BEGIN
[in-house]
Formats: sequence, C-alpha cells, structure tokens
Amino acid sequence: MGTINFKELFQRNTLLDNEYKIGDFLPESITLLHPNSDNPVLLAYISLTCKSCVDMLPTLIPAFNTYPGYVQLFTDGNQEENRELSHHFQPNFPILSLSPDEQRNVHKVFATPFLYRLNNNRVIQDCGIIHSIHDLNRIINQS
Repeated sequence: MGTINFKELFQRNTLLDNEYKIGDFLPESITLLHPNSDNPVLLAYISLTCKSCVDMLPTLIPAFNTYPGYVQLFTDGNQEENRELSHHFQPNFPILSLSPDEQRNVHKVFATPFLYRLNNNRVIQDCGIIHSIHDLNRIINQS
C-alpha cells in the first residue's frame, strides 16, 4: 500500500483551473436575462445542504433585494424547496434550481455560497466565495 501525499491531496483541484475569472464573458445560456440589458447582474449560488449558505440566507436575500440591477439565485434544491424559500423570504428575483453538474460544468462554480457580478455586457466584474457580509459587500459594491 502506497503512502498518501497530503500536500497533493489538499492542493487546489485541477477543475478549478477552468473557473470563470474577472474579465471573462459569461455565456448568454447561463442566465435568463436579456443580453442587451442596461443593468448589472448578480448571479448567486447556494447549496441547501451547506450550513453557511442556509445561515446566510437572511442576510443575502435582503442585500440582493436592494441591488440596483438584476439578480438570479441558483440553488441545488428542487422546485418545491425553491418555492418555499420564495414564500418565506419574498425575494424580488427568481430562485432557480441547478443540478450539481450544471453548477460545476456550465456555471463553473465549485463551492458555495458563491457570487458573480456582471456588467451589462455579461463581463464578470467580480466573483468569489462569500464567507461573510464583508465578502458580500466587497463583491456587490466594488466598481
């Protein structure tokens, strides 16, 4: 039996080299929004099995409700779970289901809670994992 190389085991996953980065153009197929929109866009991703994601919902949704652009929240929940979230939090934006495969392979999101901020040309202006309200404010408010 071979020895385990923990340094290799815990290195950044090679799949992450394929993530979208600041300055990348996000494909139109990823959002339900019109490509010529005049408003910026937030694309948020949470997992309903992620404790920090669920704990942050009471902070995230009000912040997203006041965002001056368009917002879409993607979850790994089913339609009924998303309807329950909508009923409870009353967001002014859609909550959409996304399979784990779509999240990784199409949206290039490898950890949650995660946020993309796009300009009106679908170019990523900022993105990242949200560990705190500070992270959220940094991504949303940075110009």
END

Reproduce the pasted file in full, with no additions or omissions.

[in-house]
Formats: sequence, C-alpha cells, structure tokens
Amino acid sequence: MGTINFKELFQRNTLLDNEYKIGDFLPESITLLHPNSDNPVLLAYISLTCKSCVDMLPTLIPAFNTYPGYVQLFTDGNQEENRELSHHFQPNFPILSLSPDEQRNVHKVFATPFLYRLNNNRVIQDCGIIHSIHDLNRIINQS
Repeated sequence: MGTINFKELFQRNTLLDNEYKIGDFLPESITLLHPNSDNPVLLAYISLTCKSCVDMLPTLIPAFNTYPGYVQLFTDGNQEENRELSHHFQPNFPILSLSPDEQRNVHKVFATPFLYRLNNNRVIQDCGIIHSIHDLNRIINQS
C-alpha cells in the first residue's frame, strides 16, 4: 500500500483551473436575462445542504433585494424547496434550481455560497466565495 501525499491531496483541484475569472464573458445560456440589458447582474449560488449558505440566507436575500440591477439565485434544491424559500423570504428575483453538474460544468462554480457580478455586457466584474457580509459587500459594491 502506497503512502498518501497530503500536500497533493489538499492542493487546489485541477477543475478549478477552468473557473470563470474577472474579465471573462459569461455565456448568454447561463442566465435568463436579456443580453442587451442596461443593468448589472448578480448571479448567486447556494447549496441547501451547506450550513453557511442556509445561515446566510437572511442576510443575502435582503442585500440582493436592494441591488440596483438584476439578480438570479441558483440553488441545488428542487422546485418545491425553491418555492418555499420564495414564500418565506419574498425575494424580488427568481430562485432557480441547478443540478450539481450544471453548477460545476456550465456555471463553473465549485463551492458555495458563491457570487458573480456582471456588467451589462455579461463581463464578470467580480466573483468569489462569500464567507461573510464583508465578502458580500466587497463583491456587490466594488466598481
């Protein structure tokens, strides 16, 4: 039996080299929004099995409700779970289901809670994992 190389085991996953980065153009197929929109866009991703994601919902949704652009929240929940979230939090934006495969392979999101901020040309202006309200404010408010 071979020895385990923990340094290799815990290195950044090679799949992450394929993530979208600041300055990348996000494909139109990823959002339900019109490509010529005049408003910026937030694309948020949470997992309903992620404790920090669920704990942050009471902070995230009000912040997203006041965002001056368009917002879409993607979850790994089913339609009924998303309807329950909508009923409870009353967001002014859609909550959409996304399979784990779509999240990784199409949206290039490898950890949650995660946020993309796009300009009106679908170019990523900022993105990242949200560990705190500070992270959220940094991504949303940075110009």